Amidst growing concern about the negative consequences of social media, Pinterest is trying to distinguish itself from rivals and make the case that the platform can help, rather than hurt, users’ mental health.
For Mental Health Awareness Month in May, the company partnered with The Mental Health Coalition, a nonprofit that works to reduce stigma around mental health, to generate creative content on topics such as mindfulness; presence; living with intention; and digital wellness.
The San Francisco-based company also created an immersive experience, Pinterest Havens: A Whole Mood, on May 3 and 4 in New York. It featured six installations and speakers such as Kenneth Cole, the iconic fashion designer and Mental Health Coalition founder; Shandi Das, a music industry executive and founder of Stop the Shame, a nonprofit focused on education and awareness about mental health; and representatives of HealHaus, a Black-owned wellness center in Brooklyn.
For the event, the company also partnered with Joybird, a modern furniture maker, to provide furniture in colors such as orange, pink and blue — and Idea Pins (a type of Pinterest content) — connected to mood rooms throughout the space.
The campaign’s goal is to improve people’s mental health and wellbeing by “visiting the mood rooms in real life or discovering something they hadn’t previously considered on the board,” Elizabeth Luke, senior brand communications lead, said via email. “We hope creators feel inspired to make Idea Pins when they visit and try our latest features to create even more content that resonates with people seeking out this content.”
“This experience is also a moment to reflect on how Pinterest is committing to mental health awareness not just this month, but always,” Luke said. “Pinterest content is evergreen so the practices, resources and inspiring content that is intentionally created this month will continue to give to our Pinners.”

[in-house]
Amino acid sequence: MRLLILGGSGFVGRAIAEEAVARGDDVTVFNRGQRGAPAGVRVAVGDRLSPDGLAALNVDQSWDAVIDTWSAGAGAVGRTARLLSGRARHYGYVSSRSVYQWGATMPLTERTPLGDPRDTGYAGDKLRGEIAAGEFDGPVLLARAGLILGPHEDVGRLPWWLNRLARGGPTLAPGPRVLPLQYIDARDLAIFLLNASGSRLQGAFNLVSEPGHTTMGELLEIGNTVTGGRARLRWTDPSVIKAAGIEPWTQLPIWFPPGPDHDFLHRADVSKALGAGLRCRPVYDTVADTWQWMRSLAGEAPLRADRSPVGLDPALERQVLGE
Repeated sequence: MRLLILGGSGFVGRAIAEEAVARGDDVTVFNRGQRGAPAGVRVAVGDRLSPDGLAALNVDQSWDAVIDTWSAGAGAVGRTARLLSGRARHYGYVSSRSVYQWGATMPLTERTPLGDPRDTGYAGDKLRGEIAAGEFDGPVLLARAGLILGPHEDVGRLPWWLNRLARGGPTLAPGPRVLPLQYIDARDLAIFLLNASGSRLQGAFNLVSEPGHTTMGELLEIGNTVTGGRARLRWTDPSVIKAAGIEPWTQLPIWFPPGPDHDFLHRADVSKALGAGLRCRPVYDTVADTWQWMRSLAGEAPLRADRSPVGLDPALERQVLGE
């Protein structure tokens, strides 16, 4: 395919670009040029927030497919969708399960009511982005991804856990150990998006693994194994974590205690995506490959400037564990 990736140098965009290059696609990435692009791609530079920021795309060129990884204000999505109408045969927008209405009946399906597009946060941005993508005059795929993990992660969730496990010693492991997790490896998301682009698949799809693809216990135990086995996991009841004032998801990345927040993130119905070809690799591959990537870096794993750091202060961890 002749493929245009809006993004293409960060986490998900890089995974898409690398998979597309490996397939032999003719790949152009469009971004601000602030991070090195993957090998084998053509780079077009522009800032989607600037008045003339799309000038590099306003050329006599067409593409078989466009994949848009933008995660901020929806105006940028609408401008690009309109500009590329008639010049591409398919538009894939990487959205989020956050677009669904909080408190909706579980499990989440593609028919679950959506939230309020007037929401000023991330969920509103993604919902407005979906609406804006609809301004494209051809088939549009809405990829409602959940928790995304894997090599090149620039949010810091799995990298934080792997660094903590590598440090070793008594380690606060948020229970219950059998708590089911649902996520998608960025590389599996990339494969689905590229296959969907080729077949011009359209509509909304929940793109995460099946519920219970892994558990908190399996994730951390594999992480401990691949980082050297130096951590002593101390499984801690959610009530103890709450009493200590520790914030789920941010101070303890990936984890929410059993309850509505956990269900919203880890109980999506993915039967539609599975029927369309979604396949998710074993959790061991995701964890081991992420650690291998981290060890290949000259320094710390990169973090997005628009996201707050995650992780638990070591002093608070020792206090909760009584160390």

Asked whether the best thing people can do for their mental health is to spend less time on social media and before screens, Luke wrote, “It’s certainly a complex issue. Mindful consumption and learning to live with technology, since technology is here to stay, is more important than simply shutting down devices.”
“We consider it extremely successful when someone sees something on Pinterest, and then tries it” she said. “The definition of inspiration implies taking action in your real life, and these practices — taking up new hobbies like gardening, Pinning inspirational quotes, finding new tinctures and teas to explore — they all actually nourish you.”
The company also said that it donated $6 million to its “purpose partners,” which include organizations such as the Trevor Project, a group aimed at preventing suicide among LGBTQ youth, the Black Emotional and Mental Health Collective and Mindful Philanthropy.
The company also said that it is expanding its “compassionate search” feature, which offers interactive activities to help Pinners improve their mood. The feature is available in 12 countries and expanding to 11 more, including France, Italy, Spain, Austria, Switzerland, Japan and Sweden, the company said in a statement.
In announcing the Mental Health Awareness Month initiative, the company touted that searches on the platform for “self-soothing techniques” tripled and that “emotional awareness searches” increased by 22 times.
Asked why this was encouraging, Luke said, “What we are seeing is that Pinterest is a resource for people to find ways to relieve stress and anxiety. Searches about learning and improving mental health started to rise during the pandemic and have continued to grow throughout the past year. People turn to Pinterest to find encouragement, and search trends show they are discovering wellness techniques to practice.”
This article originally appeared on PRWeek US.